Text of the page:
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When army headquarters recommended cancelling 1972 Republic Day parade

PTI 29 Jun 2014, 14:37:07 IST
New Delhi: The Army headquarters had recommended that the Republic Day parade in 1972 be cancelled but the then Prime Minister Indira Gandhi wanted the pageant to happen to celebrate Indian Army's stupendous victory in the 1971 War against Pakistan.

This and several other anecdotes find mention in a new book "Field Marshal Sam Manekshaw: The Man and His Times" on the charismatic military leader, fondly called Sam, written by his long-serving aide Brigadier (Retd) Behram Panthaki and his wife Zenobia.

After the victory in the 1971 war, the country was euphoric.

"The Indian Army had vindicated itself and the demons of the 1962 Chinese debacle had been exorcised. With units still in forward location, Army headquarters recommended that the Republic Day parade be cancelled, but the then Prime Minister Indira Gandhi wanted the pageant. There was a victory to celebrate there were tributes to pay," the book says.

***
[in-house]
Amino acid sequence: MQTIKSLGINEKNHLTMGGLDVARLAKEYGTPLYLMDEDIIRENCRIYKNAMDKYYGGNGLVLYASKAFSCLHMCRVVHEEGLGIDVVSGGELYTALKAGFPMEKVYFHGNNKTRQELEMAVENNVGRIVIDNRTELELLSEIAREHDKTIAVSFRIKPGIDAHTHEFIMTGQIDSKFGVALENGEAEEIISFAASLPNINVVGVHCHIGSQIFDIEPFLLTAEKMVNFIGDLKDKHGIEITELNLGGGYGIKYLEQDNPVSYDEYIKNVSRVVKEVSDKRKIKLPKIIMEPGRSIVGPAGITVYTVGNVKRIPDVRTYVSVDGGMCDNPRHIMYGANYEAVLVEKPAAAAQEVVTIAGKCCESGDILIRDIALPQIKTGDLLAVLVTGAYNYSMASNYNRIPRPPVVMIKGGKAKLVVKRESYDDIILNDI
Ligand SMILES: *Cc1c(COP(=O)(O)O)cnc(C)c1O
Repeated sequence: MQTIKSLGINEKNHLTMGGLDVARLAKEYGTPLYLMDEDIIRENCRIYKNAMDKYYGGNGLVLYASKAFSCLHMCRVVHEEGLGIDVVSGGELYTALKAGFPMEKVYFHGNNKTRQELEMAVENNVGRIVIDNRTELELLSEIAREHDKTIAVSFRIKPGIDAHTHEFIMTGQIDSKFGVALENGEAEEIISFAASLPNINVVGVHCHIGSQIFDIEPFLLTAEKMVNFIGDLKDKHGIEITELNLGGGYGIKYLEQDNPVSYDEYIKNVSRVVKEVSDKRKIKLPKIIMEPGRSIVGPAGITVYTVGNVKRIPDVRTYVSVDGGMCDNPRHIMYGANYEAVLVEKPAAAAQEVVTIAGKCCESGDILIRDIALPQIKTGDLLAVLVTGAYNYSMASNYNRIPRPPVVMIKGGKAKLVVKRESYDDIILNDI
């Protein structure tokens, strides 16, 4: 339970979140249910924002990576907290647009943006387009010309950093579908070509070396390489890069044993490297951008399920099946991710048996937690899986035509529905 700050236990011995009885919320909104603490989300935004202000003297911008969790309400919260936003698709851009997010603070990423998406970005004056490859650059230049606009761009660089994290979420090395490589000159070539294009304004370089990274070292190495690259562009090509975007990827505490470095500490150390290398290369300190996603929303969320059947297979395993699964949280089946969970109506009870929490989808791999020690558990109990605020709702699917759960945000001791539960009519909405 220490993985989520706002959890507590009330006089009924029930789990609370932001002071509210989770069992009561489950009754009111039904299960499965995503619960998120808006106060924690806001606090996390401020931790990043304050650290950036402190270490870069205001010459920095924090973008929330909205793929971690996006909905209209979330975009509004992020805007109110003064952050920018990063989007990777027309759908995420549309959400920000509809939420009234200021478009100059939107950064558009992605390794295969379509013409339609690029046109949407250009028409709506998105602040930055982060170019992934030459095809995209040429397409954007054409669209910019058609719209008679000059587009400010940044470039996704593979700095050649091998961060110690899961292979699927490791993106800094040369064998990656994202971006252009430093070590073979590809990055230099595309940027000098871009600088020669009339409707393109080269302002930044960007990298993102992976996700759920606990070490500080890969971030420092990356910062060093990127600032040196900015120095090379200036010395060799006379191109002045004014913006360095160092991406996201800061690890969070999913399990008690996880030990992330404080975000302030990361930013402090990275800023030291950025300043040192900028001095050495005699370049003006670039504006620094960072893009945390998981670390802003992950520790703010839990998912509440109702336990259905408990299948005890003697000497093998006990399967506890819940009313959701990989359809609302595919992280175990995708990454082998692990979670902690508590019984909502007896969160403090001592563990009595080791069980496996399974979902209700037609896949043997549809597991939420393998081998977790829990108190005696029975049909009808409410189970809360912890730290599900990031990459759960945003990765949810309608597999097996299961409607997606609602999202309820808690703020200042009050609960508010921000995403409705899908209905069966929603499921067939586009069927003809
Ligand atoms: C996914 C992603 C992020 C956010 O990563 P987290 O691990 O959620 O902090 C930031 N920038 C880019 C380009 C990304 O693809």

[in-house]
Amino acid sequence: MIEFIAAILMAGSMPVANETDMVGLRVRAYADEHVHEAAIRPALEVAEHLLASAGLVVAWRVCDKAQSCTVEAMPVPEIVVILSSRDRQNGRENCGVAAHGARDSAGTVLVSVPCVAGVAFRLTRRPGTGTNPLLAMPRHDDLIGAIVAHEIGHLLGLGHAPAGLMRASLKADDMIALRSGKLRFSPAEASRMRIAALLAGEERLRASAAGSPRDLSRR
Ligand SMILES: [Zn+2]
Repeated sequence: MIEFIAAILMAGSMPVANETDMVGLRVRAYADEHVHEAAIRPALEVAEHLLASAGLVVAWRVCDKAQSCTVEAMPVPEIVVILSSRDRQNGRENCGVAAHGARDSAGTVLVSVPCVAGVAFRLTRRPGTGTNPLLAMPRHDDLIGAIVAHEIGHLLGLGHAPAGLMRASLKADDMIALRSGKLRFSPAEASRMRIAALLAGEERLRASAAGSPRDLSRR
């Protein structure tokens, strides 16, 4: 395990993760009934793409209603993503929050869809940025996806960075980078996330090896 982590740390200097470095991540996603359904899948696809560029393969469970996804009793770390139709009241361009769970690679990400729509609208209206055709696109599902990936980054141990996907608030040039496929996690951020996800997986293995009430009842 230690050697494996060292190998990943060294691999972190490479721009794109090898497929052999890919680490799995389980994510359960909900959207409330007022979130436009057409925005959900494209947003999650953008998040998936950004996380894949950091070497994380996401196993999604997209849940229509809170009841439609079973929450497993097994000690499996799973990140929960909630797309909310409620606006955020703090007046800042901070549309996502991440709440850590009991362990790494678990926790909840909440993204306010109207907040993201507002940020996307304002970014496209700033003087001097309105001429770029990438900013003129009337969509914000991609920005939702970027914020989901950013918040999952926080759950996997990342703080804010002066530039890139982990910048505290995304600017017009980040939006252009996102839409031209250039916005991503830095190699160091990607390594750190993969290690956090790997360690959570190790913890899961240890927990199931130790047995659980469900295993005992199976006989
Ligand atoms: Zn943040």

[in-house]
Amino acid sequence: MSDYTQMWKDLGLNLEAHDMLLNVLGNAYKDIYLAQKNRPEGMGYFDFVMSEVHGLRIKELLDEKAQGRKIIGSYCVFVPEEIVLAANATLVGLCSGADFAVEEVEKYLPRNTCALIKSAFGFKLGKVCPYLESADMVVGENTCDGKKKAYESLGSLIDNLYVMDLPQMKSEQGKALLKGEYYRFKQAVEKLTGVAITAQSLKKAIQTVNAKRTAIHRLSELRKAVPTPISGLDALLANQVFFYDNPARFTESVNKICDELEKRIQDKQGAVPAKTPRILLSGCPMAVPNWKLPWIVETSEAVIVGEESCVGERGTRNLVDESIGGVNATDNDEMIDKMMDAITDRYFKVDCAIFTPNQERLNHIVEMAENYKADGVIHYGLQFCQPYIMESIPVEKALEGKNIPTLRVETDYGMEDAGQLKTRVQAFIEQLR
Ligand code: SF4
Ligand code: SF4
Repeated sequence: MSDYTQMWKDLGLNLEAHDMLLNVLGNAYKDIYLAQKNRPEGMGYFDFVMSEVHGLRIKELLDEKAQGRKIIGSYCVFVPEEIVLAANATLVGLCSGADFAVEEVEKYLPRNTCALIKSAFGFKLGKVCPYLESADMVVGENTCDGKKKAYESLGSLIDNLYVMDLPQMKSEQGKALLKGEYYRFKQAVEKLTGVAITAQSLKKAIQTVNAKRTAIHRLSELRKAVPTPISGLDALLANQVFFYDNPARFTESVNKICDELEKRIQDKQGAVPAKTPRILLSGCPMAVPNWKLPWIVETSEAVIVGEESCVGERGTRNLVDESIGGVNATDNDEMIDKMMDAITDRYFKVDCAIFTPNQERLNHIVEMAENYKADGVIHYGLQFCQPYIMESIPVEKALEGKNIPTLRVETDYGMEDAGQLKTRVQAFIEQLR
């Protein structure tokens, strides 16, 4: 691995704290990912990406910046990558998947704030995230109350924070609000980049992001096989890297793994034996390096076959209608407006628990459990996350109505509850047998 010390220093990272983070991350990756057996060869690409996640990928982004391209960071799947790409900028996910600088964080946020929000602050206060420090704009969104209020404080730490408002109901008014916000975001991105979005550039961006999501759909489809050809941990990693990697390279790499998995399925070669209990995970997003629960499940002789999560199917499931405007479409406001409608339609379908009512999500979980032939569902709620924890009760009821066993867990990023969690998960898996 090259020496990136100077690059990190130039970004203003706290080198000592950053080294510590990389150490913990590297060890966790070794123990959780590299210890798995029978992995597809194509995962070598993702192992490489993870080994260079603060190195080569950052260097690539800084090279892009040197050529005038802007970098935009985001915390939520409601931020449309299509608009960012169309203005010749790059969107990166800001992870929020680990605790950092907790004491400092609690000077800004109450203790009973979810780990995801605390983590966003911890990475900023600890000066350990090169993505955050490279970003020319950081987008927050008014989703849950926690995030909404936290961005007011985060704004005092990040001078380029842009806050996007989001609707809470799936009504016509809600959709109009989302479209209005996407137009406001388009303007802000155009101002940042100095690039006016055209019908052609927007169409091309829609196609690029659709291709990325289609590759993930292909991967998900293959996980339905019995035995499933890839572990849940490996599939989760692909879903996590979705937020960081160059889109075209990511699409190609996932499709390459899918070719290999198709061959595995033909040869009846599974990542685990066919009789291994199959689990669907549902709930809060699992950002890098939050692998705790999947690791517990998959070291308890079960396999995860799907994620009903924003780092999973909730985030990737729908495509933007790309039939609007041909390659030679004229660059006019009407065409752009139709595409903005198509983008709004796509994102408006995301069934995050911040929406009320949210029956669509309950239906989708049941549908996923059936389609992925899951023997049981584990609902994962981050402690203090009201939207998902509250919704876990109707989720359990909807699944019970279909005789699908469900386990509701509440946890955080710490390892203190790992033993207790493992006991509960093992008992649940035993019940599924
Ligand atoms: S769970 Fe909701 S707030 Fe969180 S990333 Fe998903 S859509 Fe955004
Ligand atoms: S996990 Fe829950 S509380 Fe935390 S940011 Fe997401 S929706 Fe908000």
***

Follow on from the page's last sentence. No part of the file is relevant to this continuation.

The Amar Jawan Jyoti was erected at short notice by the CPWD under the canopy of India Gate.

"On January 26, 1972, before the commencement of the parade, Gandhi drove down Rajpath in an open jeep, followed by the three service chiefs, to pay homage to the fallen. A
scaled-down version of the parade followed. Contingents marched down Rajpath in battle fatigues rather than ceremonial uniforms," the Panthakis write.

The authors also say that Ms Gandhi was seriously considering appointing Manekshaw Chief of Defence Staff on Republic Day in 1972 but the move was opposed by Congress politicians led by Defence Minister Jagjivam Ram and by Air Chief Marshall PC Lal.

"The proposal was dropped and still eludes the services today, 42 years later," they say.

The book, published by Niyogi, is an anecdotal account of Manekshaw who changed the map of the subcontinent. Replete with photographs, citations,notes and personal correspondence,
it highlights his character, sense of humour, moral and professional courage, honesty, humility and respect for men in uniform.